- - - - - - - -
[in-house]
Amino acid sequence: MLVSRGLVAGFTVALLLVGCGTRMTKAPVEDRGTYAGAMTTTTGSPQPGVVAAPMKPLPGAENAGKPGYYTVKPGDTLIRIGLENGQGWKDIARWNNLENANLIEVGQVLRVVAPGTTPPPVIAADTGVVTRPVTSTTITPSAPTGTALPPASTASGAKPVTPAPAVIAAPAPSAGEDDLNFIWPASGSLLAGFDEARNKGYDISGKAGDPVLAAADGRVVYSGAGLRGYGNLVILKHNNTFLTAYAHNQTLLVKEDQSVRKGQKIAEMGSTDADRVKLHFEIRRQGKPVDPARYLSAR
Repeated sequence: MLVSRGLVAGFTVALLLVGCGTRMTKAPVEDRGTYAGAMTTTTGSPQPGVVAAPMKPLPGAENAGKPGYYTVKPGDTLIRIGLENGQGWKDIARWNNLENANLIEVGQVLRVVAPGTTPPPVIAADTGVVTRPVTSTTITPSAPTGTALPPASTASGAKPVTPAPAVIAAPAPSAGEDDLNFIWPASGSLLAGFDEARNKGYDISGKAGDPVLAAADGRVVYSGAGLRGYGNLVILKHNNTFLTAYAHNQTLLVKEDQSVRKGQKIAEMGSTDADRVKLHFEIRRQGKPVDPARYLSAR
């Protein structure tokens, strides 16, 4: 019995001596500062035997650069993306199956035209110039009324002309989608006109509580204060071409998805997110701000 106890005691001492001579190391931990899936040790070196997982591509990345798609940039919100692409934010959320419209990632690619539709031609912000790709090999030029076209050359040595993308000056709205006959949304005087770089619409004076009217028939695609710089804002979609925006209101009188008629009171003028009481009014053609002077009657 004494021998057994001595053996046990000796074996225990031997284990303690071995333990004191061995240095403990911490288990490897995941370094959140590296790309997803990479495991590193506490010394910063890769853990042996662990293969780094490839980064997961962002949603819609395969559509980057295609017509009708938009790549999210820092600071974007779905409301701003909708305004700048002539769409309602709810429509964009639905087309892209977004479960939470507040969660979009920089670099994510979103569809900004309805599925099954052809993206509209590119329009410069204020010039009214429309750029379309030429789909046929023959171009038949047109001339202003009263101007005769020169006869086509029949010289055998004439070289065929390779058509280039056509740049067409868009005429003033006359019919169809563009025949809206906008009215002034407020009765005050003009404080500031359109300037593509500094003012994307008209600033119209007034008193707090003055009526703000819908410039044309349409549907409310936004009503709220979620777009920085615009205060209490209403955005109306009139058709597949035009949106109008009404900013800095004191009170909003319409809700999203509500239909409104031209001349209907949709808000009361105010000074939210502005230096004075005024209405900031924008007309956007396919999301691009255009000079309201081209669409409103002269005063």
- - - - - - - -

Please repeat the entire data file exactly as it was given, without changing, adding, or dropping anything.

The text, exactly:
[in-house]
Amino acid sequence: MLVSRGLVAGFTVALLLVGCGTRMTKAPVEDRGTYAGAMTTTTGSPQPGVVAAPMKPLPGAENAGKPGYYTVKPGDTLIRIGLENGQGWKDIARWNNLENANLIEVGQVLRVVAPGTTPPPVIAADTGVVTRPVTSTTITPSAPTGTALPPASTASGAKPVTPAPAVIAAPAPSAGEDDLNFIWPASGSLLAGFDEARNKGYDISGKAGDPVLAAADGRVVYSGAGLRGYGNLVILKHNNTFLTAYAHNQTLLVKEDQSVRKGQKIAEMGSTDADRVKLHFEIRRQGKPVDPARYLSAR
Repeated sequence: MLVSRGLVAGFTVALLLVGCGTRMTKAPVEDRGTYAGAMTTTTGSPQPGVVAAPMKPLPGAENAGKPGYYTVKPGDTLIRIGLENGQGWKDIARWNNLENANLIEVGQVLRVVAPGTTPPPVIAADTGVVTRPVTSTTITPSAPTGTALPPASTASGAKPVTPAPAVIAAPAPSAGEDDLNFIWPASGSLLAGFDEARNKGYDISGKAGDPVLAAADGRVVYSGAGLRGYGNLVILKHNNTFLTAYAHNQTLLVKEDQSVRKGQKIAEMGSTDADRVKLHFEIRRQGKPVDPARYLSAR
């Protein structure tokens, strides 16, 4: 019995001596500062035997650069993306199956035209110039009324002309989608006109509580204060071409998805997110701000 106890005691001492001579190391931990899936040790070196997982591509990345798609940039919100692409934010959320419209990632690619539709031609912000790709090999030029076209050359040595993308000056709205006959949304005087770089619409004076009217028939695609710089804002979609925006209101009188008629009171003028009481009014053609002077009657 004494021998057994001595053996046990000796074996225990031997284990303690071995333990004191061995240095403990911490288990490897995941370094959140590296790309997803990479495991590193506490010394910063890769853990042996662990293969780094490839980064997961962002949603819609395969559509980057295609017509009708938009790549999210820092600071974007779905409301701003909708305004700048002539769409309602709810429509964009639905087309892209977004479960939470507040969660979009920089670099994510979103569809900004309805599925099954052809993206509209590119329009410069204020010039009214429309750029379309030429789909046929023959171009038949047109001339202003009263101007005769020169006869086509029949010289055998004439070289065929390779058509280039056509740049067409868009005429003033006359019919169809563009025949809206906008009215002034407020009765005050003009404080500031359109300037593509500094003012994307008209600033119209007034008193707090003055009526703000819908410039044309349409549907409310936004009503709220979620777009920085615009205060209490209403955005109306009139058709597949035009949106109008009404900013800095004191009170909003319409809700999203509500239909409104031209001349209907949709808000009361105010000074939210502005230096004075005024209405900031924008007309956007396919999301691009255009000079309201081209669409409103002269005063």